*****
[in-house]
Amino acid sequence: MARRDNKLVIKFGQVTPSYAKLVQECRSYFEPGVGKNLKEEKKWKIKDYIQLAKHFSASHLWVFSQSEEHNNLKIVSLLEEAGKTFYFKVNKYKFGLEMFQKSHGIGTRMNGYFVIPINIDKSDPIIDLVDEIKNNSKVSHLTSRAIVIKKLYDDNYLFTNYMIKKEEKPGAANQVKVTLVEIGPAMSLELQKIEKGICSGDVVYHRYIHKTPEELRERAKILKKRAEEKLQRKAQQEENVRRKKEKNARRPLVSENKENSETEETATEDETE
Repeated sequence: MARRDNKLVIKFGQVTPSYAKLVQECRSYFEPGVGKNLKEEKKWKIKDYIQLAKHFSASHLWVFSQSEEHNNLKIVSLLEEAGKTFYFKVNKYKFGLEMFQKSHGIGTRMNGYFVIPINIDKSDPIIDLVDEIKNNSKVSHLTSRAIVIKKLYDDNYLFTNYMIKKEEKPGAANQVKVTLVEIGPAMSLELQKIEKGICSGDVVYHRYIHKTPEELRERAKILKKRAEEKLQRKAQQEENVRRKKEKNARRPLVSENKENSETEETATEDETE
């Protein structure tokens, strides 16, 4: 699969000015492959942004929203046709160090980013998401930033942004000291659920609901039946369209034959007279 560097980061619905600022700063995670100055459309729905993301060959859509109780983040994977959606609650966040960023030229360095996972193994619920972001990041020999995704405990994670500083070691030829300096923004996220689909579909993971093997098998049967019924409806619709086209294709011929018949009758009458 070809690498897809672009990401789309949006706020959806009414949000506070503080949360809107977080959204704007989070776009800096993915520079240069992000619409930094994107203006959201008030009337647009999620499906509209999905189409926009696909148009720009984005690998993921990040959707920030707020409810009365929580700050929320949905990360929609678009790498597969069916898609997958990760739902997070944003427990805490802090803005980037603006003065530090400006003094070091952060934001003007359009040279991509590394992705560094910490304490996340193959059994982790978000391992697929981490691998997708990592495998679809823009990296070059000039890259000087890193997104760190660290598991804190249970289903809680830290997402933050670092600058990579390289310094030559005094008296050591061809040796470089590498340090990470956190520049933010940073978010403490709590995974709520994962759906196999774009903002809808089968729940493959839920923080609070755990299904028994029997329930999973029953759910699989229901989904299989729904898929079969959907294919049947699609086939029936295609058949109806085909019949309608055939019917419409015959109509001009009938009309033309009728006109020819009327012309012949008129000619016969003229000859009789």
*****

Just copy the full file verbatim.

[in-house]
Amino acid sequence: MARRDNKLVIKFGQVTPSYAKLVQECRSYFEPGVGKNLKEEKKWKIKDYIQLAKHFSASHLWVFSQSEEHNNLKIVSLLEEAGKTFYFKVNKYKFGLEMFQKSHGIGTRMNGYFVIPINIDKSDPIIDLVDEIKNNSKVSHLTSRAIVIKKLYDDNYLFTNYMIKKEEKPGAANQVKVTLVEIGPAMSLELQKIEKGICSGDVVYHRYIHKTPEELRERAKILKKRAEEKLQRKAQQEENVRRKKEKNARRPLVSENKENSETEETATEDETE
Repeated sequence: MARRDNKLVIKFGQVTPSYAKLVQECRSYFEPGVGKNLKEEKKWKIKDYIQLAKHFSASHLWVFSQSEEHNNLKIVSLLEEAGKTFYFKVNKYKFGLEMFQKSHGIGTRMNGYFVIPINIDKSDPIIDLVDEIKNNSKVSHLTSRAIVIKKLYDDNYLFTNYMIKKEEKPGAANQVKVTLVEIGPAMSLELQKIEKGICSGDVVYHRYIHKTPEELRERAKILKKRAEEKLQRKAQQEENVRRKKEKNARRPLVSENKENSETEETATEDETE
């Protein structure tokens, strides 16, 4: 699969000015492959942004929203046709160090980013998401930033942004000291659920609901039946369209034959007279 560097980061619905600022700063995670100055459309729905993301060959859509109780983040994977959606609650966040960023030229360095996972193994619920972001990041020999995704405990994670500083070691030829300096923004996220689909579909993971093997098998049967019924409806619709086209294709011929018949009758009458 070809690498897809672009990401789309949006706020959806009414949000506070503080949360809107977080959204704007989070776009800096993915520079240069992000619409930094994107203006959201008030009337647009999620499906509209999905189409926009696909148009720009984005690998993921990040959707920030707020409810009365929580700050929320949905990360929609678009790498597969069916898609997958990760739902997070944003427990805490802090803005980037603006003065530090400006003094070091952060934001003007359009040279991509590394992705560094910490304490996340193959059994982790978000391992697929981490691998997708990592495998679809823009990296070059000039890259000087890193997104760190660290598991804190249970289903809680830290997402933050670092600058990579390289310094030559005094008296050591061809040796470089590498340090990470956190520049933010940073978010403490709590995974709520994962759906196999774009903002809808089968729940493959839920923080609070755990299904028994029997329930999973029953759910699989229901989904299989729904898929079969959907294919049947699609086939029936295609058949109806085909019949309608055939019917419409015959109509001009009938009309033309009728006109020819009327012309012949008129000619016969003229000859009789």